Tanzania Daily News via AllAfrica
December 30, 2020
At least six people have been killed and dozen others injured in elephant-human related incidents.
The incidents are said to have occurred at Makuyuni village, Monduli District in a period of two years.
Elephant attacks on human beings have now left residents of the area living in fear following the frequent invasion of wild elephants.
Speaking here yesterday, Makuyuni village chairperson, Ngayoo Measi appealed for government’s intervention in driving away the marauding jumbos and eventually mitigate the effects of human-elephant conflicts.
Mr Measi, who was addressing mourners at the burial of Esther Sindiyo, who was trampled to death by elephants on the eve of December 21st this year, said the wild animals were destroying any hopes among peasant farmers of a moderately successful harvest in the area.
“Most of the rampaging elephants normally stray off from Tarangire and Manyara national parks in pursuit of food and water and end up killing us,” he lamented.
The deceased, according to Measi, met her fate on her way back from collecting firewood.
On his part, Makuyuni Ward Councillor urged villagers in the area to be vigilant in dealing with the rampaging jumbos.
He further urged the villagers to shun walking in the night, lest they encounter the marauding elephants.
Early last month, a man was trampled to death by an elephant after a herd of Jumbos invaded a village in Mwanga District, Kilimanjaro region.
Rogers Wilson, a teacher at Kwangu Secondary School in Kwakoa ward, met his fate while returning from a shopping spree on the evening of October 31 this year.
“The tragedy occurred when Wilson was going back home from a shopping trip, when he was attacked by a group of elephants, whereby one of them trampled him to death,” narrated Rahmu Juma, a village leader at Kwakoa ward.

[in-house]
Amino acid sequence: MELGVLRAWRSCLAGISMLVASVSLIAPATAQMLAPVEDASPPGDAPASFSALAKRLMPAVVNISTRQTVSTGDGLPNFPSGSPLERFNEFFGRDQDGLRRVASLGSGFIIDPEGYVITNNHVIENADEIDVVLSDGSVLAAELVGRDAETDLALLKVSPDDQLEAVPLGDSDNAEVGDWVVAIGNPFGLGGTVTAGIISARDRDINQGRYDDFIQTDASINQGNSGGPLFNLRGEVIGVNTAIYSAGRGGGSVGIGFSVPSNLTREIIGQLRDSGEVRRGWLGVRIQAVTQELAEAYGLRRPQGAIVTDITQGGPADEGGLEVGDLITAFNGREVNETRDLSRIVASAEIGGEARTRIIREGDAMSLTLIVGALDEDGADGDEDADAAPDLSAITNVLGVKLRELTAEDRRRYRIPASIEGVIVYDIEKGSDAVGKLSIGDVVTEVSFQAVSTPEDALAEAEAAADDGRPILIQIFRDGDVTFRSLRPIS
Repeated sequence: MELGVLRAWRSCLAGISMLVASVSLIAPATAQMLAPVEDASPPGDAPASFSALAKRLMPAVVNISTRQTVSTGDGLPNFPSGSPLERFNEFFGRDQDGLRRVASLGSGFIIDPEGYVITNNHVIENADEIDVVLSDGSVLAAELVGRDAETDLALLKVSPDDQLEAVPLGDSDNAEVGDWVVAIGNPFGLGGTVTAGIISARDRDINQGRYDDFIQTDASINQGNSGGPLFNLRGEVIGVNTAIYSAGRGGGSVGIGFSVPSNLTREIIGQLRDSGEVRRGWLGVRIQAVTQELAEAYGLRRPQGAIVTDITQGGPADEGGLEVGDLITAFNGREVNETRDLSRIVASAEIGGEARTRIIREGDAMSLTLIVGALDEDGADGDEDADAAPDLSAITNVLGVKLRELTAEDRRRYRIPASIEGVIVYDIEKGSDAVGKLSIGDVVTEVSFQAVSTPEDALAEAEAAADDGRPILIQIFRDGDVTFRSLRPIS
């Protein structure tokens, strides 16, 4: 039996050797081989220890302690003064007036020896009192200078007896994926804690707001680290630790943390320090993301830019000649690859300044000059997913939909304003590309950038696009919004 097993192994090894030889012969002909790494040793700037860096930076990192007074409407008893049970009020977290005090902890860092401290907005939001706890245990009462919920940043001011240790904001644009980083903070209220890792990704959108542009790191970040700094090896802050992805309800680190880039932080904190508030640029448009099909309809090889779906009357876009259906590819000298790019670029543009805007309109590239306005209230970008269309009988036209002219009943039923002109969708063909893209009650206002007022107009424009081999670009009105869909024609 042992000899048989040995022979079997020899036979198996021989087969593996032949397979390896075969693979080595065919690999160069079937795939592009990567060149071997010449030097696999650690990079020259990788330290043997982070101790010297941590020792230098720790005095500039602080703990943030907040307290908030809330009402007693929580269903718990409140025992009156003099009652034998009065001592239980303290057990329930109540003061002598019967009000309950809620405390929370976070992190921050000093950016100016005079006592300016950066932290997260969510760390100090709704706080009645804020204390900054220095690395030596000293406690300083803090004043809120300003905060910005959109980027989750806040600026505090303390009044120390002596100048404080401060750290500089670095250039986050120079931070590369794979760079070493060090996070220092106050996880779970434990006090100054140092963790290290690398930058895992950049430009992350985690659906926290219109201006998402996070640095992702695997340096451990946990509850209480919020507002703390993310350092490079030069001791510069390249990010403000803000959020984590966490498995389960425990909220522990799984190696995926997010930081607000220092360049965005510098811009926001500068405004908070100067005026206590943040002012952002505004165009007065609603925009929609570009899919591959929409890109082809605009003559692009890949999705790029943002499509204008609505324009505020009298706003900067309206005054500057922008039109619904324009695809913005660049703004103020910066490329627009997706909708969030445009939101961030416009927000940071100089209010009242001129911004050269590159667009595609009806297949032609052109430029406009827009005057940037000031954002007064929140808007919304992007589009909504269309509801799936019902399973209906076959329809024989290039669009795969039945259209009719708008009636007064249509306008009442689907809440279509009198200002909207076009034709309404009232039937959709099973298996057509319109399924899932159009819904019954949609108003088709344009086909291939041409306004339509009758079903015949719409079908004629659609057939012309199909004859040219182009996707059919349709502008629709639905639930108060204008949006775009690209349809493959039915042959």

The elephant parade is said to have strayed off Mkomazi National Park.
The deceased body was later discovered the morning after the tragic incident.
Director of Wildlife at the Ministry of Natural Resources and Tourism in Tanzania, Dr Maurus Msuha confirmed the incident, assuring that the rampaging jumbos will be driven out of the area.
The head teacher at Kwangu Secondary School, Mr Agustino Manetho said the incident had sparked panic among teachers and students at the school.
Elephant attacks are common in Tanzania, where they often come into conflict with local farmers, with reports of herds of elephants raiding villages, destroying food crops and residential areas.
In October last year, four people were killed while seven others injured by rampaging elephants in Toloha and Ngulu villages, Mwanga District.
Less than a year later, Wildlife rangers attached to anti-poaching unit (KDU) were forced to kill an angry marauding elephant after it strayed off the Simanjiro Plains.
The Jumbo who earlier trampled to death one person at Njiro Kwa Msola area, is said to have gotten out of control, posing a threat to residents of the posh area who had locked themselves in their houses for fear of the wild animal.